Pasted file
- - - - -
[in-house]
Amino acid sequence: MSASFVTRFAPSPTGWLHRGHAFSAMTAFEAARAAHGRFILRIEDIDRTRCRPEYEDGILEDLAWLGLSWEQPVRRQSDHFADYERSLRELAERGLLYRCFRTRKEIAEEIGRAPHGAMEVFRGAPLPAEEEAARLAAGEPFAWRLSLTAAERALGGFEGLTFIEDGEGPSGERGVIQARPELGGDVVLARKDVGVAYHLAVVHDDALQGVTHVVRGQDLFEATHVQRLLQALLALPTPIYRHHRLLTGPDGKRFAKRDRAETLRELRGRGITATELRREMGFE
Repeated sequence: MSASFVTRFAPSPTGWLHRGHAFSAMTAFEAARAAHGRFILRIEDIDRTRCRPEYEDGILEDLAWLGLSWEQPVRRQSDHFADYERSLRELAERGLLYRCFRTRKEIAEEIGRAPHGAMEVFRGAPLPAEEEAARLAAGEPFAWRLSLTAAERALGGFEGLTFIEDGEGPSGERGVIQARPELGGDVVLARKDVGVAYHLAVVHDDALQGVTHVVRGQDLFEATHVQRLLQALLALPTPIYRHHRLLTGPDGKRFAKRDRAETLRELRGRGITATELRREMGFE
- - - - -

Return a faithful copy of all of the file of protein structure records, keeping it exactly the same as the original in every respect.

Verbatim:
[in-house]
Amino acid sequence: MSASFVTRFAPSPTGWLHRGHAFSAMTAFEAARAAHGRFILRIEDIDRTRCRPEYEDGILEDLAWLGLSWEQPVRRQSDHFADYERSLRELAERGLLYRCFRTRKEIAEEIGRAPHGAMEVFRGAPLPAEEEAARLAAGEPFAWRLSLTAAERALGGFEGLTFIEDGEGPSGERGVIQARPELGGDVVLARKDVGVAYHLAVVHDDALQGVTHVVRGQDLFEATHVQRLLQALLALPTPIYRHHRLLTGPDGKRFAKRDRAETLRELRGRGITATELRREMGFE
Repeated sequence: MSASFVTRFAPSPTGWLHRGHAFSAMTAFEAARAAHGRFILRIEDIDRTRCRPEYEDGILEDLAWLGLSWEQPVRRQSDHFADYERSLRELAERGLLYRCFRTRKEIAEEIGRAPHGAMEVFRGAPLPAEEEAARLAAGEPFAWRLSLTAAERALGGFEGLTFIEDGEGPSGERGVIQARPELGGDVVLARKDVGVAYHLAVVHDDALQGVTHVVRGQDLFEATHVQRLLQALLALPTPIYRHHRLLTGPDGKRFAKRDRAETLRELRGRGITATELRREMGFE